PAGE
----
That is the same Vermont study linked to in the table above and it seems to be a good study. It offers a wealth of data and it highlights the factors that contribute to the wide variability of heat pump performance.

      As you say, in that sample of 77, they measured an HSPF a little over 10, actually 10.7. The measured HSPF is a complicated number created to be comparable to the manufacturer’s rated HSPF, constructed by “binning” hours and weighting performance observations in each bin. Like the rated HSPF, it excludes standby power consumption, but this has a modest impact. See discussion around Table 8 and compare Figure 32 in the study.

      These were pumps that had very high manufacturer-rated performance. The rated HSPF’s of the sampled cold climate pumps averaged 11.9 — well above the required HSPF for eligibility for Mass Save incentives (9.5 for ducted and 10 for ductless). All the measured units were ductless, so duct sizing cannot affect their performance. Most of them were smaller units “rarely” used as the exclusive heating system. Figure 5 shows that only 23 of the 77 were models above 15kbtu. It’s also worth noting that the winters during which the measurements were made were mild, although they adjust for that.

      In the context of overall performance estimation, I mainly take from this study two propositions: (a) actual performance is less than rated performance; (b) performance varies widely. Additionally, the study suggests that total energy may go up because people use the heat pumps to keep particular rooms warmer or cooler than before.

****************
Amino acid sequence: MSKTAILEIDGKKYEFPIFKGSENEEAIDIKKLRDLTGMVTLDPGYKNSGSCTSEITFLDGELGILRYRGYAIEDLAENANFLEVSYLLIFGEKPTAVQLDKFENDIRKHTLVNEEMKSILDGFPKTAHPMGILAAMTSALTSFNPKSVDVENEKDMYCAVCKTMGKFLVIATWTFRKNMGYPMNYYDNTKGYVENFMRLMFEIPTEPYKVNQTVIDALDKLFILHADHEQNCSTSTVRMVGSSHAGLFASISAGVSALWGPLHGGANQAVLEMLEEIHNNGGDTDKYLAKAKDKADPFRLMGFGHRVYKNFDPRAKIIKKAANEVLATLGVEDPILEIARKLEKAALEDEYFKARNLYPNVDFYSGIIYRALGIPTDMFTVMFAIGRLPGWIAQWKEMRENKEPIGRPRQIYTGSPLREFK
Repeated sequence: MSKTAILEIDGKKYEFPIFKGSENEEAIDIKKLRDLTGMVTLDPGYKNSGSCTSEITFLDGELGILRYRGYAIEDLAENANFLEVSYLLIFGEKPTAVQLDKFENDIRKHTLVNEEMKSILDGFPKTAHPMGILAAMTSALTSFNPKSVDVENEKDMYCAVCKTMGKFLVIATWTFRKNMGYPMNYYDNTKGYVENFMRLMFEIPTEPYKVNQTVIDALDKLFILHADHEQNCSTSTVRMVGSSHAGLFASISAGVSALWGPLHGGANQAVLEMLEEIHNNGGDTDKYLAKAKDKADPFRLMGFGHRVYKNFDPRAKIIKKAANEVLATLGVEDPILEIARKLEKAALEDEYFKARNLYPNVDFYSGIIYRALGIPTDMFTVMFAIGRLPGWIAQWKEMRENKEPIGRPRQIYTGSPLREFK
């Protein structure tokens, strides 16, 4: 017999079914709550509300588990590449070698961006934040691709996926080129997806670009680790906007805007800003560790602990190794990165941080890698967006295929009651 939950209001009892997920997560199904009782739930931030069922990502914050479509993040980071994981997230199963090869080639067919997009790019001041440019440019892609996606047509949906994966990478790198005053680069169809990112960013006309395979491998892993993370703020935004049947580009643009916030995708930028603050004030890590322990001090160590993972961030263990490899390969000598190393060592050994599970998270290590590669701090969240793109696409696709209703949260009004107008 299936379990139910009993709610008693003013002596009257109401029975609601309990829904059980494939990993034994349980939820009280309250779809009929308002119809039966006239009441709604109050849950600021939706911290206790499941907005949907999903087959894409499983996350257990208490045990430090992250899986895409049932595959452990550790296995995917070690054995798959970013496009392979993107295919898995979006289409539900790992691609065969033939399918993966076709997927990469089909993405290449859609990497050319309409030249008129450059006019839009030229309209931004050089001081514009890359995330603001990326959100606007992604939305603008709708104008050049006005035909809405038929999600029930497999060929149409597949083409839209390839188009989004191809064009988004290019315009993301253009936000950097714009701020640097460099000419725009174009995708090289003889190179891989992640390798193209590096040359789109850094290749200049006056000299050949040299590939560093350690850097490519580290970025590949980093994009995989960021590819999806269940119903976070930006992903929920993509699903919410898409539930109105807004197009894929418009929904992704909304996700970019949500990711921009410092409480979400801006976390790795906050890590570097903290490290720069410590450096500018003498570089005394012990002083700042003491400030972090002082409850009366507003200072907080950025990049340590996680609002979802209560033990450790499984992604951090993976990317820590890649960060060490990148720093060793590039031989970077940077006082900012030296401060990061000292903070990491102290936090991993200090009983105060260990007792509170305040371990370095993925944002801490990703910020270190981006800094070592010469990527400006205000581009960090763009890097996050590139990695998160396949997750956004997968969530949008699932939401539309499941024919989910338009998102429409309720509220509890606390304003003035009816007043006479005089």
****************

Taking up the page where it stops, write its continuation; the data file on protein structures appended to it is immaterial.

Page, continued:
6. Hugely valuable post and data. I think real world performance is not well studied, and we may be setting ourselves up for a fall with a push to disconnect fuel heating.

    I’m up in NH, built a new ultra high performance house and have no fuel delivery – just heat pumps. Real world performance of the heat pumps definitely leaves something to be desired.

    I believe in northern climates mixed fuel likely makes the most sense, as you can certainly bend the cost curve and reduce carbon with the great performance of heat pumps above 30 degrees.

  7. Found this post as I was debating GSHP vs ASHP and it was hugely valuable. Thank you Senator for taking the time to put this data together. At the extreme electricity prices we have now ($.45/kWh for us) the real installed COP matters. If you’re doing a conversion from oil, a gallon of oil releases 40 kWhs of heat. Dandelion claims installed COPs slightly above 4. If that’s true, (40/2.5 – 40/4) * .45 = $2.70 more per gallon oil equivalent of heat.

    In fact, at those electric prices its hard to see how an ASHP could ever compete with oil even if the installation is free. Say an oil furnace is 85% efficient. That means for every gallon of oil you were burning in your furnace, your new heat pump is consuming 40 * 8.5 / 2.5 = 13.6 kWh of electricity. At $.45/kWh, oil would have to be above $6.12 to break even. Again, without any installation costs.

    This points to a larger problem of electric scarcity. MA has overwhelmingly focused on generating consumer demand, but I hear zero about generating new electricity to meet that demand. If the state actually succeeds in moving all homes off fossil fuels, we’ll have created an enormous new need for electricity (in our case, even using geothermal will nearly double our total household use!) most of it during a part of the year when solar yields are negligible. What’s the plan to meet that need without just burning more fossil fuels? Wind is unreliable, and nuclear power is very expensive and takes a very long time to build.